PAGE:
9. Having regard to this statement of law, it is, therefore, not enough for the appellant to show that we could have come to a different conclusion if the matter was before us in the first instance and we would have declined to exercise discretion under Section 34 of the Arbitration Act, What us necessary for the appellant to show is that the discretion has been exercised by the trial Court unreasonably, or that it has been exercised capriciously or the trial court has ignored relevant facts and has adopted an unjudicial approach. If the order of the learned single Judge is considered in the light of the position of law laid down by the Supreme Court, it is difficult for us to take the view that the discretion has been exercised either capriciously or unreasonably. S. 34 of the Arbitration Act requires that the Court must be satisfied, among other things, that the applicant who seeks the exercise if discretion under S. 34 was 'at the time when the proceedings were commenced, and still remains ready and willing to documents all things necessary for a proper conduct of arbitration'. In other words, it has to be established by a party applying for stay of the suit under S. 34 that he has been ready and willing to go to arbitration at the commencement of the proceedings in the suit. It is while considering this aspect of the question that the learned Judge of the trial Court has taken into account the whole conduct of the Union of India.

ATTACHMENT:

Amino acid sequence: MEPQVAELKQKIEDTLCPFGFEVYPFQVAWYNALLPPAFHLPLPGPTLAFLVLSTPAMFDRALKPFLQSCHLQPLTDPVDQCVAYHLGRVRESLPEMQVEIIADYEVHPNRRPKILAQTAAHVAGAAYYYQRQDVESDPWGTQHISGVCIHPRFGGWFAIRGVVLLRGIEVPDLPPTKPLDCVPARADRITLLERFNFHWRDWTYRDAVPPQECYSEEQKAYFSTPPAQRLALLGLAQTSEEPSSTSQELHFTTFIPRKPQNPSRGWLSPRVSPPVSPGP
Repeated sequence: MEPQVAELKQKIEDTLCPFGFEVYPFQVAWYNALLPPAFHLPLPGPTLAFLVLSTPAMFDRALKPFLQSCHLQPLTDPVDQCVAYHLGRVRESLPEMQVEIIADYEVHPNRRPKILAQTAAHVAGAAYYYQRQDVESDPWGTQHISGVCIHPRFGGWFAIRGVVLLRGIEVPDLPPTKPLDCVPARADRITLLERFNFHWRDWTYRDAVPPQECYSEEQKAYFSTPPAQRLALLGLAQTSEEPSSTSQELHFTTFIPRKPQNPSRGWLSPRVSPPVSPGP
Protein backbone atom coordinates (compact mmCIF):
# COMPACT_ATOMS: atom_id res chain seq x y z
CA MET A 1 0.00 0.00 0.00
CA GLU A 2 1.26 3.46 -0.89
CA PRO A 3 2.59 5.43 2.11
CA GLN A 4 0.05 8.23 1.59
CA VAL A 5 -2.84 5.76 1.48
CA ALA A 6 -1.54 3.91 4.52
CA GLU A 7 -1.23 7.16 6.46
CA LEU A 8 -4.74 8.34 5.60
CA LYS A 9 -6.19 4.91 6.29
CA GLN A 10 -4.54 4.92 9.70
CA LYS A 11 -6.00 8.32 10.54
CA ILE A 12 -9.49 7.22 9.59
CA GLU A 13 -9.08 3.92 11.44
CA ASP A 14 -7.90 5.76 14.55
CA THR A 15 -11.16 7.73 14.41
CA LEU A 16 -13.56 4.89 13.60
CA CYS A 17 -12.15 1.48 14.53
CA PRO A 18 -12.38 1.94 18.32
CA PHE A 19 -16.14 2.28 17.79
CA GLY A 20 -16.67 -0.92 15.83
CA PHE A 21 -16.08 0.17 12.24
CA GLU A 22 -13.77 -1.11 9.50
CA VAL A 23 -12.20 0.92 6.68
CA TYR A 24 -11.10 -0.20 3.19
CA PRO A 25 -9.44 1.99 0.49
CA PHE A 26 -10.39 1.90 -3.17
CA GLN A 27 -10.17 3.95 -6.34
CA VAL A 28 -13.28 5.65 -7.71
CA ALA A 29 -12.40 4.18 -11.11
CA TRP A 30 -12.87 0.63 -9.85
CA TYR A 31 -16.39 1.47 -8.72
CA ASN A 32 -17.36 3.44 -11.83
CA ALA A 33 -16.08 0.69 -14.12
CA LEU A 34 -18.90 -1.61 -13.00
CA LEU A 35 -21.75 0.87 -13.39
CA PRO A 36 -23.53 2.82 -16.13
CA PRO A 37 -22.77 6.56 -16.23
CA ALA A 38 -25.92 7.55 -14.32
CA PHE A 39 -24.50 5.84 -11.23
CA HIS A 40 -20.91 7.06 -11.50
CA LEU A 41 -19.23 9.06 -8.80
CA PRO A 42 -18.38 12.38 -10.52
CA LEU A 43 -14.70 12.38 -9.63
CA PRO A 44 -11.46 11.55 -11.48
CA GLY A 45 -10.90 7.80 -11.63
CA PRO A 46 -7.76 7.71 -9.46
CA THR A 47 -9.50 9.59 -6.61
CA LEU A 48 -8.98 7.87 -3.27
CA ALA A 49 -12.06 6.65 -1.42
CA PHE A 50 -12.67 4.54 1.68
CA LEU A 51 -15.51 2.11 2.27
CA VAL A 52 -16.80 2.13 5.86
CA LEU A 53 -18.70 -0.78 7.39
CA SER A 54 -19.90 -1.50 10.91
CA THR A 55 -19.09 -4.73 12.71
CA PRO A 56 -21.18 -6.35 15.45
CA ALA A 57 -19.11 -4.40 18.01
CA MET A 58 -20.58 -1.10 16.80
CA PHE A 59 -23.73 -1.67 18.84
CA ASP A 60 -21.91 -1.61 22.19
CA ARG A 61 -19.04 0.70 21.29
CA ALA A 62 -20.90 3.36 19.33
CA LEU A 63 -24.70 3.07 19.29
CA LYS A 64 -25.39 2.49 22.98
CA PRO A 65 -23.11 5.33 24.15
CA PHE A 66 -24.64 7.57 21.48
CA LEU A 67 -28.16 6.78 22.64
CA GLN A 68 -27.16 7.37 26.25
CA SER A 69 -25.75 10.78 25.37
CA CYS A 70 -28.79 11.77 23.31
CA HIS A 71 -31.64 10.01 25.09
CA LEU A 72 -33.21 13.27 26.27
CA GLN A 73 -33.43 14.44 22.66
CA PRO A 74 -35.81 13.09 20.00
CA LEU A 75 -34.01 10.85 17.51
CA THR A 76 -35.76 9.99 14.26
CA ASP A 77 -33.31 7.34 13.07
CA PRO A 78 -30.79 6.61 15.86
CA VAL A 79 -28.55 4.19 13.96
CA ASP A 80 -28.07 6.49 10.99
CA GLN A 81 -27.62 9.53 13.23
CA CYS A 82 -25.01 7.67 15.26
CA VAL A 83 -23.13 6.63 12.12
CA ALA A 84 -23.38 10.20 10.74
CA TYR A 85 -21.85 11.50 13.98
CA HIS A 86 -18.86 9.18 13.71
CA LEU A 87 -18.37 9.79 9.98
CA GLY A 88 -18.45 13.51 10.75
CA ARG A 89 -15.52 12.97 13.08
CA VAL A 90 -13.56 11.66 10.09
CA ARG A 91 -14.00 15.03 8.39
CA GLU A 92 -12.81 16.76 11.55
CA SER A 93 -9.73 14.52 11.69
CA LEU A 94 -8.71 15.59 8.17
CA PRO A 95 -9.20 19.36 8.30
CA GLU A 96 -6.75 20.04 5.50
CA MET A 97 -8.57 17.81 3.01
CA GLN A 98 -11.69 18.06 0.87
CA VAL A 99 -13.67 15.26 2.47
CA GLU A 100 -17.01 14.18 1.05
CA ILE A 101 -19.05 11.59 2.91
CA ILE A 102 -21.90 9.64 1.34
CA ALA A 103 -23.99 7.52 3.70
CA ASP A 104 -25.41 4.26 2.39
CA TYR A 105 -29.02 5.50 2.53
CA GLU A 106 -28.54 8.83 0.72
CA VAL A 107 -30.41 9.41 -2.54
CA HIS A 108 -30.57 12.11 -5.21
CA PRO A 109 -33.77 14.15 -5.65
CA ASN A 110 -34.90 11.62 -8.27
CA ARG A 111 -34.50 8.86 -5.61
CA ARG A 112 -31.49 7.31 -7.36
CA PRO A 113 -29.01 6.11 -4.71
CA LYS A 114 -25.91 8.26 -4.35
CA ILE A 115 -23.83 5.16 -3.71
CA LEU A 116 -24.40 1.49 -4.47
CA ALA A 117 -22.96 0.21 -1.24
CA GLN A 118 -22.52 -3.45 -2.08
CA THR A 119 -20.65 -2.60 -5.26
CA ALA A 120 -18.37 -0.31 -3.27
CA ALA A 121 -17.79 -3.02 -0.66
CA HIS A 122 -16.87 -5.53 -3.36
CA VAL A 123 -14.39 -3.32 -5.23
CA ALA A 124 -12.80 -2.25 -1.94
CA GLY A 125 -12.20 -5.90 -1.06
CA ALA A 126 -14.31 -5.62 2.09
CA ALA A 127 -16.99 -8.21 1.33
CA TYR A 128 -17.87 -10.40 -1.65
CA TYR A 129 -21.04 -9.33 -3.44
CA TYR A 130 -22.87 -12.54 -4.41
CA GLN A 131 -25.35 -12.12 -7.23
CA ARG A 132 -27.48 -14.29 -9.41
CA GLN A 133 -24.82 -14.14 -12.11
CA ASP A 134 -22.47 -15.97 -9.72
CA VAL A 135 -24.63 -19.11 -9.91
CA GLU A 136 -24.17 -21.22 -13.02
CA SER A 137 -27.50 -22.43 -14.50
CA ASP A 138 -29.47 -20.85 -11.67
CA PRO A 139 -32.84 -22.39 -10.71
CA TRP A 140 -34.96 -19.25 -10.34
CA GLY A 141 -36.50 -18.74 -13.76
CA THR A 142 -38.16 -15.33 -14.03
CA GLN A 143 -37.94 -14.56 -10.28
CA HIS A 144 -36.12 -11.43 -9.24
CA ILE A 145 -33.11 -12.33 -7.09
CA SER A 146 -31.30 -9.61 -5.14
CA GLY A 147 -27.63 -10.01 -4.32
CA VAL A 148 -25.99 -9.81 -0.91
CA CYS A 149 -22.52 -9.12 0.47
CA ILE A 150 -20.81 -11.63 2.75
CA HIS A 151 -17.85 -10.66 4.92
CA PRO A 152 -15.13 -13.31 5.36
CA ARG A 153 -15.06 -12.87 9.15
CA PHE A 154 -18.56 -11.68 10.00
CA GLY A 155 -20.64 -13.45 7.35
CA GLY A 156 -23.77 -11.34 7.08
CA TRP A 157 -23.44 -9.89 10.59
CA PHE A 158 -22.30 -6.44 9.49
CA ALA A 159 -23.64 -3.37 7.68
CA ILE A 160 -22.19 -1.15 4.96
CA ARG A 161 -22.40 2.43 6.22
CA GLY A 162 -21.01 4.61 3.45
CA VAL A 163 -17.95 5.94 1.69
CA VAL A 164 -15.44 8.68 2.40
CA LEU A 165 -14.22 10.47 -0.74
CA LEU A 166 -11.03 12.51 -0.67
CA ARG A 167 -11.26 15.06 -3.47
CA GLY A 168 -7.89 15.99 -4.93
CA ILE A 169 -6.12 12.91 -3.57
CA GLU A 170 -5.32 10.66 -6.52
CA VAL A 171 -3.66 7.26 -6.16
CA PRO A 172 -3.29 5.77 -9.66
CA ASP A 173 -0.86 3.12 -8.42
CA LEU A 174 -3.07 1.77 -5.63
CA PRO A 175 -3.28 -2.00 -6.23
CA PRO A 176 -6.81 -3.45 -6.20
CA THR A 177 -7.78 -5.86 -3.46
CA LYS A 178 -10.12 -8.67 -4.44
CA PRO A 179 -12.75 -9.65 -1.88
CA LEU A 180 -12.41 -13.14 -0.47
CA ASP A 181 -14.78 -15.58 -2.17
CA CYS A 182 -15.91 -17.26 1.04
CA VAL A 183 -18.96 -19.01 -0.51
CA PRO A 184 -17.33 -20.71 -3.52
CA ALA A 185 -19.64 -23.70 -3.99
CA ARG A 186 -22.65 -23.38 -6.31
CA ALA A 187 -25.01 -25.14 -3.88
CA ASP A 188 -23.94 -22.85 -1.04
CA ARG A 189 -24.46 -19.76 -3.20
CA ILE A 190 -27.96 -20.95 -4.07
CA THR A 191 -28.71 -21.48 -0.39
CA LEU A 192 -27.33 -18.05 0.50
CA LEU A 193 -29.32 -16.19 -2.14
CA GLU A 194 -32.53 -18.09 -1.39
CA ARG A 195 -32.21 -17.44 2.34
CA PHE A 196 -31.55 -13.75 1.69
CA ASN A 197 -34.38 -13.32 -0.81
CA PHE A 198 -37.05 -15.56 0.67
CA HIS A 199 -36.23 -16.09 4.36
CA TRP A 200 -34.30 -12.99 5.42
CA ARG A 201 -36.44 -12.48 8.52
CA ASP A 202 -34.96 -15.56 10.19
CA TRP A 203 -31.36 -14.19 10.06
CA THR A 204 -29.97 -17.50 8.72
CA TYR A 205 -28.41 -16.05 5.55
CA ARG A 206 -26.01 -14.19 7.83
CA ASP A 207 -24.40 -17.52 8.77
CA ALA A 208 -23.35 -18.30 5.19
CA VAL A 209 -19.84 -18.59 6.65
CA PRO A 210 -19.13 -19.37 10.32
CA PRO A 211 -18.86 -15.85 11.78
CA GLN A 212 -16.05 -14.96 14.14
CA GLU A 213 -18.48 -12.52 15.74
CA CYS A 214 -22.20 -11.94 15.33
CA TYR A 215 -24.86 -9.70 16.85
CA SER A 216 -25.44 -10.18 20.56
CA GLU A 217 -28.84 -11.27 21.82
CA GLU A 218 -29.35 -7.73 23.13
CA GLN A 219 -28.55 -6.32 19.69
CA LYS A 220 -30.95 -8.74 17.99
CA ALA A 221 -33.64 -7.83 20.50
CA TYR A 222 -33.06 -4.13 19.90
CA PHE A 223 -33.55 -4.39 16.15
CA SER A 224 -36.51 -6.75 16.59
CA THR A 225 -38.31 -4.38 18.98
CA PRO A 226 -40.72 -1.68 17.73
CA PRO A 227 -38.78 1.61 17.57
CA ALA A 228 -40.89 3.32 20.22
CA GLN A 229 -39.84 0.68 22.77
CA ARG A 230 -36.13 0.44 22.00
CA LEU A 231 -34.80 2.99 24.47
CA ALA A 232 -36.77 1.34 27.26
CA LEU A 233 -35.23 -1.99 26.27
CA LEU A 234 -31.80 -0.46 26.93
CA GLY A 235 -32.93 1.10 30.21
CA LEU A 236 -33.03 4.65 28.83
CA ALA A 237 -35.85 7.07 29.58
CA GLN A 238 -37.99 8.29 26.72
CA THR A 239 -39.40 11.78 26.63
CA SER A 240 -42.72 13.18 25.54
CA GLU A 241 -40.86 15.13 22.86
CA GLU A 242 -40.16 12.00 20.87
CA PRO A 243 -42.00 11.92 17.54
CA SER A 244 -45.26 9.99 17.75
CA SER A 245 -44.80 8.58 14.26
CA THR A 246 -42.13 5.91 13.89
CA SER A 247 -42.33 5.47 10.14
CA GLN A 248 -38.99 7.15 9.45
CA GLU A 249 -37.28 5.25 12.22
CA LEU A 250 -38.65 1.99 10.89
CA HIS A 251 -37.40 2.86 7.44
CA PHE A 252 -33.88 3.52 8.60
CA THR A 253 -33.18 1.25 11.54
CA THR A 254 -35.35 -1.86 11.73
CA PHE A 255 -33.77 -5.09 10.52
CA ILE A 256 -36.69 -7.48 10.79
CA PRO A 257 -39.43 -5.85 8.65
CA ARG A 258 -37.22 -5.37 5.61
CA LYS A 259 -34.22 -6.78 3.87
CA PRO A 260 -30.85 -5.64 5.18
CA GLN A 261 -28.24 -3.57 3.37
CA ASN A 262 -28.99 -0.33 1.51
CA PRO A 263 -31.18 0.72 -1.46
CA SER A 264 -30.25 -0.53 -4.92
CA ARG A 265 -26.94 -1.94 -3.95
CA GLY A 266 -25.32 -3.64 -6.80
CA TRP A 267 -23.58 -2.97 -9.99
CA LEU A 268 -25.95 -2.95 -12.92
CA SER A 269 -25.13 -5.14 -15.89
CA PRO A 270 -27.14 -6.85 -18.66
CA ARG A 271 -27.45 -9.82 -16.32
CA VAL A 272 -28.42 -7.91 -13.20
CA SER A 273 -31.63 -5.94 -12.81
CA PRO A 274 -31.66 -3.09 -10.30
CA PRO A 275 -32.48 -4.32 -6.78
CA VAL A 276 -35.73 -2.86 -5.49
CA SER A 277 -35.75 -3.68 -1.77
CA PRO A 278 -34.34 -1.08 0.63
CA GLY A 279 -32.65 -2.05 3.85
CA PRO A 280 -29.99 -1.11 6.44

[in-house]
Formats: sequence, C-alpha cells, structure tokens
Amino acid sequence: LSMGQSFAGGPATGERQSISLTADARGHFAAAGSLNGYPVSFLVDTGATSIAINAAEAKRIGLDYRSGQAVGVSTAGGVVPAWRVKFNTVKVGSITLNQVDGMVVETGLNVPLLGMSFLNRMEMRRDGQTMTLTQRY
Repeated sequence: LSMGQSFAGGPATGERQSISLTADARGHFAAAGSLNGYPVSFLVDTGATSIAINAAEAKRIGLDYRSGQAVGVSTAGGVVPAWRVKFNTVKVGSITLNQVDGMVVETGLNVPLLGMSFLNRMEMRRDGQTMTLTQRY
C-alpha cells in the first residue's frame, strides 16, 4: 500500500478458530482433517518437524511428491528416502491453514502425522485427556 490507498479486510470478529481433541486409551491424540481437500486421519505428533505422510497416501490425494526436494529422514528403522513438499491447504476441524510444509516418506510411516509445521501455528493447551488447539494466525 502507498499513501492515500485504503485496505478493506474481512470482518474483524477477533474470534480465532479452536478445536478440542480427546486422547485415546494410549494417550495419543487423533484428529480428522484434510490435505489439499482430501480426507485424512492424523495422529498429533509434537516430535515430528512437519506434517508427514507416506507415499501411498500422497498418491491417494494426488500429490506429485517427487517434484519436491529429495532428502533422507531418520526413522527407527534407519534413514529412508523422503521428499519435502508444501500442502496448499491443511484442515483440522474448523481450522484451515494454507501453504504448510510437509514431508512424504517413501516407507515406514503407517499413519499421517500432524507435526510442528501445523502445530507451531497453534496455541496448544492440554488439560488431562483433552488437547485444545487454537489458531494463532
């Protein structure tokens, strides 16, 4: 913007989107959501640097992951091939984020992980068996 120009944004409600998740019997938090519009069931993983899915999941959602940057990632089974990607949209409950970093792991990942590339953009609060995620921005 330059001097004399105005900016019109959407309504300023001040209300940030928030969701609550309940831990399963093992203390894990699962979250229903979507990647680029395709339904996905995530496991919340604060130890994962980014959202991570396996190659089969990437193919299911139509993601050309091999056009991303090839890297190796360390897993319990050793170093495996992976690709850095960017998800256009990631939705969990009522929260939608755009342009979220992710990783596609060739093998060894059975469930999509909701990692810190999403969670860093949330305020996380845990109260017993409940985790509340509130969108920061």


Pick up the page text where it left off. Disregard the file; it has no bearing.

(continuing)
10. As already pointed out, as far back as 1st December 1975 the plaintiff had clearly issued a notice which was also in the nature of notice under S. 80 if the Code of Civil Procedure. Now all that has been done thereafter is that the claim of the plaintiff has been denied. it was open to the Union of India to tell the plaintiff that though they did not accept the claim, they were willing to go to arbitration which would have indicated that the Union of India was willing to take the matter to arbitration as it was contemplated by the arbitration clause. The inaction of the defendant after 31-7-78, though by itself could not have been used against them. It could certainly be considered in the light of the fact that for almost for a period of three years the defendant had not, at any stage, expressed their willingness to go to arbitration. The observations of the learned trial judge in para 9 are not based merely on the inaction of the Union of India to reply to notice under S. 80 but they are based on the conduct of the defendant prior to that date as disclosed by letters written on behalf of the Union. these circumstances cannot be held to be wholly irrelevant for the purpose of considering the question as to whether one of the essential conditions laid down by S. 34 of the Arbitration Act were satisfied or not viz., whether the defendant was willing to go to arbitration at the commencement of the proceedings. It does not, therefore, appear to us that there is any error in the order of the learned Judge to have declined to exercise discretion under S. 34 of the Arbitration Act.
11. The appeal therefore fails and is dismissed with costs. The amount of costs could be paid out of the deposit made by the appellant. Oral application for leave to appeal to Supreme Court, made by the Union, is rejected. The appellant shall now file their written statement within two months from today.
12. Appeal dismissed